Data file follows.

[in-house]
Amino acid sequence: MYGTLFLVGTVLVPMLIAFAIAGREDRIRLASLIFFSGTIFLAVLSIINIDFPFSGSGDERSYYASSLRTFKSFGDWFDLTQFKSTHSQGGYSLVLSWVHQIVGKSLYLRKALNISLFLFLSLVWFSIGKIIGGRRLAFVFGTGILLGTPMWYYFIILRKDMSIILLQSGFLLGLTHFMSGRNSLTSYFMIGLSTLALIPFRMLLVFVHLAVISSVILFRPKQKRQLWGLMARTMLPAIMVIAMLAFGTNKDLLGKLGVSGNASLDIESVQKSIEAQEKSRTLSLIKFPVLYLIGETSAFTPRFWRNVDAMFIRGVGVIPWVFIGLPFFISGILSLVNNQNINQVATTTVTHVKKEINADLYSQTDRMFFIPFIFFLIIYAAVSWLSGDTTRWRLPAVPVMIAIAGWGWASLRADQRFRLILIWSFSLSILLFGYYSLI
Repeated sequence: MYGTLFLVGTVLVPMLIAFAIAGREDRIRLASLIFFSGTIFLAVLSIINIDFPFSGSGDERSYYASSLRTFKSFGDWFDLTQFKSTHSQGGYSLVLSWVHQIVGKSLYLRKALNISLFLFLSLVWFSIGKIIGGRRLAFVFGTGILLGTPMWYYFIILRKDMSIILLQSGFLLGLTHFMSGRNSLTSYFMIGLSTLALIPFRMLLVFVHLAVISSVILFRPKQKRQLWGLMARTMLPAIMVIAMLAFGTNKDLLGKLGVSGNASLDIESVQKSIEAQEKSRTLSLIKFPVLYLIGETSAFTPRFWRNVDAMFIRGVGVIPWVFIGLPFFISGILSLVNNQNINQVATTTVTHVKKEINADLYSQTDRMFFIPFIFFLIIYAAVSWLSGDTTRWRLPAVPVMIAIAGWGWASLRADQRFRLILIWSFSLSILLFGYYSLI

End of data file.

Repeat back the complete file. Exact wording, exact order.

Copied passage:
[in-house]
Amino acid sequence: MYGTLFLVGTVLVPMLIAFAIAGREDRIRLASLIFFSGTIFLAVLSIINIDFPFSGSGDERSYYASSLRTFKSFGDWFDLTQFKSTHSQGGYSLVLSWVHQIVGKSLYLRKALNISLFLFLSLVWFSIGKIIGGRRLAFVFGTGILLGTPMWYYFIILRKDMSIILLQSGFLLGLTHFMSGRNSLTSYFMIGLSTLALIPFRMLLVFVHLAVISSVILFRPKQKRQLWGLMARTMLPAIMVIAMLAFGTNKDLLGKLGVSGNASLDIESVQKSIEAQEKSRTLSLIKFPVLYLIGETSAFTPRFWRNVDAMFIRGVGVIPWVFIGLPFFISGILSLVNNQNINQVATTTVTHVKKEINADLYSQTDRMFFIPFIFFLIIYAAVSWLSGDTTRWRLPAVPVMIAIAGWGWASLRADQRFRLILIWSFSLSILLFGYYSLI
Repeated sequence: MYGTLFLVGTVLVPMLIAFAIAGREDRIRLASLIFFSGTIFLAVLSIINIDFPFSGSGDERSYYASSLRTFKSFGDWFDLTQFKSTHSQGGYSLVLSWVHQIVGKSLYLRKALNISLFLFLSLVWFSIGKIIGGRRLAFVFGTGILLGTPMWYYFIILRKDMSIILLQSGFLLGLTHFMSGRNSLTSYFMIGLSTLALIPFRMLLVFVHLAVISSVILFRPKQKRQLWGLMARTMLPAIMVIAMLAFGTNKDLLGKLGVSGNASLDIESVQKSIEAQEKSRTLSLIKFPVLYLIGETSAFTPRFWRNVDAMFIRGVGVIPWVFIGLPFFISGILSLVNNQNINQVATTTVTHVKKEINADLYSQTDRMFFIPFIFFLIIYAAVSWLSGDTTRWRLPAVPVMIAIAGWGWASLRADQRFRLILIWSFSLSILLFGYYSLI